April 11, 2019
Benoni City Times
After scrutinising more than 800 products, the judging panel at the Agri-Expo Qualité Awards named a “humble little specimen” made by a Bapsfontein cheesery South Africa’s 2019 Dairy Product of the Year.
An elated Norman and Rina Belcher, the owners of Belnori Boutique Cheesery in Nestpark, Bapsfontein, are no strangers to awards – 60 South African gold medals and 24 World Cheese Awards medals to be exact – but this title, they said, is the proverbial cherry on the cake.
The star of the Agri-Expo show was the Belchers’ St Francis of Ashisi cream cheese, which triumphed over 882 dairy products from 76 manufacturers at the awards ceremony in Cape Town on March 29.
The couple attended the awards with their production manager, Bongi Nondzama.
“One always hopes to win something – otherwise, why enter?” Rina said.
“We are always interested to see who wins – a commercial manufacturer or one of the smaller cheeseries – and of course we’ve dreamed of achieving this accolade, but never really thought we’d get it.
“It was pretty mind-blowing that our cheese, a humble little specimen, was named the winner.”
Rina explained St Francis of Ashisi is a 50 per cent goat’s and 50 per cent Jersey milk cream cheese.
“The product is inoculated with penicillium camemberti spores and wrapped in ash.
“It is left to ripen for a fortnight or so and, as it does, a white-mould jacket covers the cheese,” she explained.
Chief judge and international dairy expert Kobus Mulder said for a product to be awarded the prestigious title of Dairy Product of the Year in a competition of this nature is a long and difficult journey and the dream of every dairy technologist.
“Not only is it an extraordinary performance, but also proof of sustained good manufacturing knowledge and practices, as well as quality control.
“St Francis of Ashisi is made using the lactic acid coagulation method, which is well known in France,” Mulder explained.
“This beautiful cheese deserves a place on every cheese board.”
Norman and Rina Belcher are both in their 70s.
They lived in Johannesburg, he a factory manager and she in the corporate finance world, when the opportunity to buy their daughter’s plot in Bapsfontein landed upon them “many years ago”.
“Who would have imagined, but here we are; cheesemakers for 17 years now,” Norman said while showing the City Times around their beautiful 15-acre property last week.
“When we decided to buy the place we knew we had to do something with it to generate an income for our retirement.
“I thought of planting proteas, but discovered the soil here isn’t suitable, so then I thought maybe olives, but this was no good as we’re in a high frost area.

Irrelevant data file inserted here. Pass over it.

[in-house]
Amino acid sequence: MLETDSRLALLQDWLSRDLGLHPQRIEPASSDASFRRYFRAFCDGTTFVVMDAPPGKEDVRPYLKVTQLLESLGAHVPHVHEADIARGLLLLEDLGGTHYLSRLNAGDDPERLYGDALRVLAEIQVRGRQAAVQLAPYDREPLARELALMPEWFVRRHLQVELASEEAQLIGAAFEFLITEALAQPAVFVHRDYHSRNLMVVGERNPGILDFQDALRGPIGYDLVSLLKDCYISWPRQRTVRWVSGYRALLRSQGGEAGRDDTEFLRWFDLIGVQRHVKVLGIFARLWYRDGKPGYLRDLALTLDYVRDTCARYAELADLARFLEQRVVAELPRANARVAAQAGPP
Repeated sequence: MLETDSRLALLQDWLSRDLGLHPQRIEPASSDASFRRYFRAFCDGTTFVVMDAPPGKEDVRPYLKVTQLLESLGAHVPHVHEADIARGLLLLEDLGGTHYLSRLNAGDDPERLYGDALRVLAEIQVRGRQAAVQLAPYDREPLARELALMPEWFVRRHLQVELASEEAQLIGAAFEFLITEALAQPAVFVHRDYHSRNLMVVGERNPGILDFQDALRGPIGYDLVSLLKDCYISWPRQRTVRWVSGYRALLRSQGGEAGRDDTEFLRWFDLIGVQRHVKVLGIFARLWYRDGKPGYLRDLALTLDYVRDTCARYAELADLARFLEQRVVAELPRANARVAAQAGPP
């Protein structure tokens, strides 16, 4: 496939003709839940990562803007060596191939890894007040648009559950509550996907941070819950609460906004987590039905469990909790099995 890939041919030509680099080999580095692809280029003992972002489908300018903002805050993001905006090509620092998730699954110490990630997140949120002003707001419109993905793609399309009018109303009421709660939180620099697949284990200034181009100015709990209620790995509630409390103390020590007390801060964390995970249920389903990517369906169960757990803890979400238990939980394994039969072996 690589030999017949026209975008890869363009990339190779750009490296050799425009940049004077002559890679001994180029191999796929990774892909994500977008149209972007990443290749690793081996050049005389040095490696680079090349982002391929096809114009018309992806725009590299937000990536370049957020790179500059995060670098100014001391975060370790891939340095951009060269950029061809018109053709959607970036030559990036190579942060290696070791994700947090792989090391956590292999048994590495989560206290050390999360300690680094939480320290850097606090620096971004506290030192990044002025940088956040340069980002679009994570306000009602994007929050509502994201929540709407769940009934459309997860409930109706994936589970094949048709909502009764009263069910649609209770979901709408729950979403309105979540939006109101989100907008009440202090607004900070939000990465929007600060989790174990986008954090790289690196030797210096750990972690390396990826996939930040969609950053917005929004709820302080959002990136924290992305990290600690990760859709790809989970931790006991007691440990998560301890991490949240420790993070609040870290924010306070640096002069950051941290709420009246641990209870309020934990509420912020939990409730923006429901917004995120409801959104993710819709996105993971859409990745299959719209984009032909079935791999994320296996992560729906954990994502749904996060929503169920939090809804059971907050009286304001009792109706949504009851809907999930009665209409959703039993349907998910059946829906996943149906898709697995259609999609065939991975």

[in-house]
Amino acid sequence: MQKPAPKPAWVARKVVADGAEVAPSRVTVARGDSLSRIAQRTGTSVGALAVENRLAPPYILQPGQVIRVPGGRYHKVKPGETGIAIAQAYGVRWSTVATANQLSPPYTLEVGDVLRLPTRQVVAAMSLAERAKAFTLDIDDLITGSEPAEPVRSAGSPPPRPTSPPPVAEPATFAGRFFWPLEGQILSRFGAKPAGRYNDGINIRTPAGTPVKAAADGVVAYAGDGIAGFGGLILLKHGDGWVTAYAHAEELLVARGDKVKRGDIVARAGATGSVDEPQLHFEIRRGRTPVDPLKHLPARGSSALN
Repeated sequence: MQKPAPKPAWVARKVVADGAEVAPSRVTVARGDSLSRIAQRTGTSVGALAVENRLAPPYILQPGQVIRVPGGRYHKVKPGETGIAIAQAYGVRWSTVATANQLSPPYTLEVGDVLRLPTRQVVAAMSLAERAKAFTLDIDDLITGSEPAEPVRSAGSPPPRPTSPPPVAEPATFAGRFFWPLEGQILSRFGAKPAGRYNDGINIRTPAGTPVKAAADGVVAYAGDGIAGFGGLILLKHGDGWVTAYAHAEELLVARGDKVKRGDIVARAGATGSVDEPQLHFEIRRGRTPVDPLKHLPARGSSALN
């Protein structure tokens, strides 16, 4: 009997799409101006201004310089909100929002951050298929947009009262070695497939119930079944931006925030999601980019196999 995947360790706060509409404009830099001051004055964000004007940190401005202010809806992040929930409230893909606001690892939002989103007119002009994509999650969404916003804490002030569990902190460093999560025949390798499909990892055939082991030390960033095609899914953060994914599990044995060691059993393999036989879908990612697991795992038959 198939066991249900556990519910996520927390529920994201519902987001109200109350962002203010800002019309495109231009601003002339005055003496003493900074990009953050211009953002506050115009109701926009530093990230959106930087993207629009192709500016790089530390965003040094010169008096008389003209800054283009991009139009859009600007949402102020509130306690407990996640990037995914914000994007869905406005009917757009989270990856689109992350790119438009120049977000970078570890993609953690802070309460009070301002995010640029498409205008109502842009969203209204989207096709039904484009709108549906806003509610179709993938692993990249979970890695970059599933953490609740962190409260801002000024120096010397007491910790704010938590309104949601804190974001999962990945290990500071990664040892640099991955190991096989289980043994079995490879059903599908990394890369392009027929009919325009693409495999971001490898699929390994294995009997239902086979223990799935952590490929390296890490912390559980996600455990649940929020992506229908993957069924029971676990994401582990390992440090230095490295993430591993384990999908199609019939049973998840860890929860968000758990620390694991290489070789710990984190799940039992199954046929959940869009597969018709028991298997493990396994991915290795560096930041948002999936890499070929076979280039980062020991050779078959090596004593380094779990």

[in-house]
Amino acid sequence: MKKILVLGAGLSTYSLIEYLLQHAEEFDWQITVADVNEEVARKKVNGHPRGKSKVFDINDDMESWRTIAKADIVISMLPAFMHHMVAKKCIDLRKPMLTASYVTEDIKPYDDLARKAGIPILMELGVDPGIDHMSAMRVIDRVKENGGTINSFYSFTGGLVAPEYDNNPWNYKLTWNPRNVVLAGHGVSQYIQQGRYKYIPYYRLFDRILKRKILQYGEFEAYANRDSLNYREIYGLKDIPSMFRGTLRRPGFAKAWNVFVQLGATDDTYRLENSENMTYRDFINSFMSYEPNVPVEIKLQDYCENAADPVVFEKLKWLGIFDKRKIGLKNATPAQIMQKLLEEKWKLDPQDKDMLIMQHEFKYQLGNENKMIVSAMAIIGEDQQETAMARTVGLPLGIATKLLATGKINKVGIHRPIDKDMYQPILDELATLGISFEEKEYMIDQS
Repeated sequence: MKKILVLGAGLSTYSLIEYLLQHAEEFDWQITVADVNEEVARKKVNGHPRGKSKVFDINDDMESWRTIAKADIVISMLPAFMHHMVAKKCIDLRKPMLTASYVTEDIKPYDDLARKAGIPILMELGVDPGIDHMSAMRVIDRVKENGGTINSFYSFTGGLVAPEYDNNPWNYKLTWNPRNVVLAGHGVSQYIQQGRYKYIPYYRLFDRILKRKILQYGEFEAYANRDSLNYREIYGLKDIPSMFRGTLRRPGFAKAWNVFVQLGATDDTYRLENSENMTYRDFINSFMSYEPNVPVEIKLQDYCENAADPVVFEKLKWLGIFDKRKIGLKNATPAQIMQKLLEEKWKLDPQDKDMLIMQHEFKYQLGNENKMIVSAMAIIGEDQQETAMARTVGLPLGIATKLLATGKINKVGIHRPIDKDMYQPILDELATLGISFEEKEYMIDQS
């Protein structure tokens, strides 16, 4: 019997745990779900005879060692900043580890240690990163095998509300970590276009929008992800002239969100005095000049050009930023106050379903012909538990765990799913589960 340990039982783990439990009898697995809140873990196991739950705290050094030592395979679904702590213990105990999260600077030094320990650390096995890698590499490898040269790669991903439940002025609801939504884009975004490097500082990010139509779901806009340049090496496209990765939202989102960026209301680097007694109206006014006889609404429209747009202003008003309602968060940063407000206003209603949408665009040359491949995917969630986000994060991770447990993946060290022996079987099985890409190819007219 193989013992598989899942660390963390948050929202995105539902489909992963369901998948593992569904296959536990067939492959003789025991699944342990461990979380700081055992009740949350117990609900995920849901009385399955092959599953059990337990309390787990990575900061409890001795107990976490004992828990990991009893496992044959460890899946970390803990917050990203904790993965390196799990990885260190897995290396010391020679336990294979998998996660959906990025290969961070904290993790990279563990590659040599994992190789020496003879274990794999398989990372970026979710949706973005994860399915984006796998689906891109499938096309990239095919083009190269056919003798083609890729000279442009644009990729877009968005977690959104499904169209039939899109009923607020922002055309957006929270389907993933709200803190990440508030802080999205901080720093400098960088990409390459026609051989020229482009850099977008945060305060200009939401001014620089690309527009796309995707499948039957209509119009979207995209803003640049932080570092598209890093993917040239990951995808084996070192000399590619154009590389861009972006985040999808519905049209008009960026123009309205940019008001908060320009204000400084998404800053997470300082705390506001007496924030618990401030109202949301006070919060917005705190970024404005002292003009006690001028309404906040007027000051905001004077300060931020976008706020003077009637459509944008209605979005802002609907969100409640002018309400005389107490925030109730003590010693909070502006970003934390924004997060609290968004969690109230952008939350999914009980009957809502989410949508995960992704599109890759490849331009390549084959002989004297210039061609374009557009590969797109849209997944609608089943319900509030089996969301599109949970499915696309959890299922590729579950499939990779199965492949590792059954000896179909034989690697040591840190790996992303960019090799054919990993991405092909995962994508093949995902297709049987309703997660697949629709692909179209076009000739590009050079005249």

“It was eventually a documentary I watched on goat farming and cheesemaking which sparked the interest we ultimately pursued.”
Among many other avenues, the couple undertook cheesemaking and dairy production courses at an academy in Irene.
They’d absorb all the knowledge they could and turn this into experiments at home.
Norman fondly recalls them milking the four goats they started out with by hand, Rina making the first pot of cheese on the stove.
“It was a disaster,” Norman laughed.
Today they employ 13 staff, produce dairy products six days a week and supply customers, mainly in the hospitality industry, all over the country.
It’s obviously hard work and long hours for all involved.
The goats are already being milked by 4am and on Saturdays Norman and Rina drive out to a market in Menlyn at the crack of dawn for a full day of promoting and selling their products.
Rina is bubbling with excitement about them opening a market-style eatery and cheese shop on their farm later this year; the building works are already in full swing, complete with her favourite sash windows.
“Many people already think we are open to the public, which we aren’t, so we’re excited to eventually be able to offer them this experience in Benoni; it’s going to be something very special,” she said.
“It is a wonderful feeling to know our little Benoni-based cheesery produces award-winning products which are revered and enjoyed in top-class establishments across South Africa,” said Rina.
“But this is not something you can go into if your heart isn’t in it and it’s a team effort, not a hobby ‘to keep the wife busy’,” Norman said.
“It’s an expensive business to run, so you need to know what you’re doing to minimise losses.
“You learn something every day and our biggest lesson has been if you fail at something just move on.”
Their product range includes chevre cheeses, semi-soft, hard, Jersey milk, halloumi, sheep’s and mixed-milk cheeses, as well as yoghurts.